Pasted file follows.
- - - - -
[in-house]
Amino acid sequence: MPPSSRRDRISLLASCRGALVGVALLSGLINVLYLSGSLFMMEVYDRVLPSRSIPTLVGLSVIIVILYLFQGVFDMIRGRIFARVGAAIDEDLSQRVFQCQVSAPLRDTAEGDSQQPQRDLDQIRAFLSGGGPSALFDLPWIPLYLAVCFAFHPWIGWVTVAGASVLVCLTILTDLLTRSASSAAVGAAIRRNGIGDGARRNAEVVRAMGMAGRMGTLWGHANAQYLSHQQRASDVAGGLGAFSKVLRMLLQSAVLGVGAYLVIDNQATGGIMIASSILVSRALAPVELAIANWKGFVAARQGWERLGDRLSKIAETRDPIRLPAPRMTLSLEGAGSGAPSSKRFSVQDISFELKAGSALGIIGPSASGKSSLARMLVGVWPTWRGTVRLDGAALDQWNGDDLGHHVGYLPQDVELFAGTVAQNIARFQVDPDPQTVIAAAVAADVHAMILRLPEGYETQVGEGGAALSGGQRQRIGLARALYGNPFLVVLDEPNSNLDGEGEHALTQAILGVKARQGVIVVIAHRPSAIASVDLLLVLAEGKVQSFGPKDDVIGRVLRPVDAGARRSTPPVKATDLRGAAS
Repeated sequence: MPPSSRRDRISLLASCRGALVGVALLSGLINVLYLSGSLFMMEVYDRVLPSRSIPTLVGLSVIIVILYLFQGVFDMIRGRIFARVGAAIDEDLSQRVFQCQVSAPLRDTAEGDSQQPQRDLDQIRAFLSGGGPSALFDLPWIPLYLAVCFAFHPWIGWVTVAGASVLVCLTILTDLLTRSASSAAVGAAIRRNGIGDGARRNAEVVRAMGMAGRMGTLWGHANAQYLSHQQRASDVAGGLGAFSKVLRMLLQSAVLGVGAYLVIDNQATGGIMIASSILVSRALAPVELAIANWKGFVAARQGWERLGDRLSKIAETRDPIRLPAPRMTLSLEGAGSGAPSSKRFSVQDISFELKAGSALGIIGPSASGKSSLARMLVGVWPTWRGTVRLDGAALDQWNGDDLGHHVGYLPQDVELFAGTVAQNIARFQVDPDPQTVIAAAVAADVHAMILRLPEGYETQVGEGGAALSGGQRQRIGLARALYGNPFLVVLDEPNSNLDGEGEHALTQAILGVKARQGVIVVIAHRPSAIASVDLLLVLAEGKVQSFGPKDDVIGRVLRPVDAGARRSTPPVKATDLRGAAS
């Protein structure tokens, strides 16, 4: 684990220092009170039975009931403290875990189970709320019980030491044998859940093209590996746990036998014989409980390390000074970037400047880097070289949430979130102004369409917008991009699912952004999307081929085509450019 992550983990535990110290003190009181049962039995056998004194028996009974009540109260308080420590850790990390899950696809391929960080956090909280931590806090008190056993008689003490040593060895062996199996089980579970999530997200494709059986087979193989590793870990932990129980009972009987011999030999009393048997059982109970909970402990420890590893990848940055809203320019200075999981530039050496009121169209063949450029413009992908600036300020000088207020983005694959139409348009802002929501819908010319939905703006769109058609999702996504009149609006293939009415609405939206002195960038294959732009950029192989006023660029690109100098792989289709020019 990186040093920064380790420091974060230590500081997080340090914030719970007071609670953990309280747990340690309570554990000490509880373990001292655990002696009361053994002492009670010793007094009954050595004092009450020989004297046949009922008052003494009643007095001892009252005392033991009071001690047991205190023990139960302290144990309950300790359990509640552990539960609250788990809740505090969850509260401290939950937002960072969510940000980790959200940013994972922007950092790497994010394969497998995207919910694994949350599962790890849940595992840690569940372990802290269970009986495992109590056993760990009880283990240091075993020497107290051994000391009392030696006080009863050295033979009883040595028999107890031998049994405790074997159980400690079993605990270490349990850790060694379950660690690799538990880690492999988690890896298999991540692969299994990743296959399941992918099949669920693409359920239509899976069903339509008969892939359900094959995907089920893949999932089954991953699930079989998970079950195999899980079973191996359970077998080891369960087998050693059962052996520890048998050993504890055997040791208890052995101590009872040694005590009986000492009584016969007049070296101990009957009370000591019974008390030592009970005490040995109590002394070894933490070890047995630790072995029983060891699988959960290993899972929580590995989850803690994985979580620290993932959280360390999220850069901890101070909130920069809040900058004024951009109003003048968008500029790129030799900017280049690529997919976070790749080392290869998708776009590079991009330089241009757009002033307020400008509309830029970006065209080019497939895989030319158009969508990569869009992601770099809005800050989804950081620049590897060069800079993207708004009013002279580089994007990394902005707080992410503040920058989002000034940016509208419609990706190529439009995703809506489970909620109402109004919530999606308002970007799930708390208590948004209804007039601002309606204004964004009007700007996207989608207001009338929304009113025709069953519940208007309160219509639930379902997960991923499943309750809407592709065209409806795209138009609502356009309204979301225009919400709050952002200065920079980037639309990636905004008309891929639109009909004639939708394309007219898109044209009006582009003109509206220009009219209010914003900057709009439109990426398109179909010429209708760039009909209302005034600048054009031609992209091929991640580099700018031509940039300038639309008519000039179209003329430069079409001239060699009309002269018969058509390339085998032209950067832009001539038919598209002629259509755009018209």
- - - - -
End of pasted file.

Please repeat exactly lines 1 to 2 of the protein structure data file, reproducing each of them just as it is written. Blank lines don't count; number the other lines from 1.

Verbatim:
[in-house]
Amino acid sequence: MPPSSRRDRISLLASCRGALVGVALLSGLINVLYLSGSLFMMEVYDRVLPSRSIPTLVGLSVIIVILYLFQGVFDMIRGRIFARVGAAIDEDLSQRVFQCQVSAPLRDTAEGDSQQPQRDLDQIRAFLSGGGPSALFDLPWIPLYLAVCFAFHPWIGWVTVAGASVLVCLTILTDLLTRSASSAAVGAAIRRNGIGDGARRNAEVVRAMGMAGRMGTLWGHANAQYLSHQQRASDVAGGLGAFSKVLRMLLQSAVLGVGAYLVIDNQATGGIMIASSILVSRALAPVELAIANWKGFVAARQGWERLGDRLSKIAETRDPIRLPAPRMTLSLEGAGSGAPSSKRFSVQDISFELKAGSALGIIGPSASGKSSLARMLVGVWPTWRGTVRLDGAALDQWNGDDLGHHVGYLPQDVELFAGTVAQNIARFQVDPDPQTVIAAAVAADVHAMILRLPEGYETQVGEGGAALSGGQRQRIGLARALYGNPFLVVLDEPNSNLDGEGEHALTQAILGVKARQGVIVVIAHRPSAIASVDLLLVLAEGKVQSFGPKDDVIGRVLRPVDAGARRSTPPVKATDLRGAAS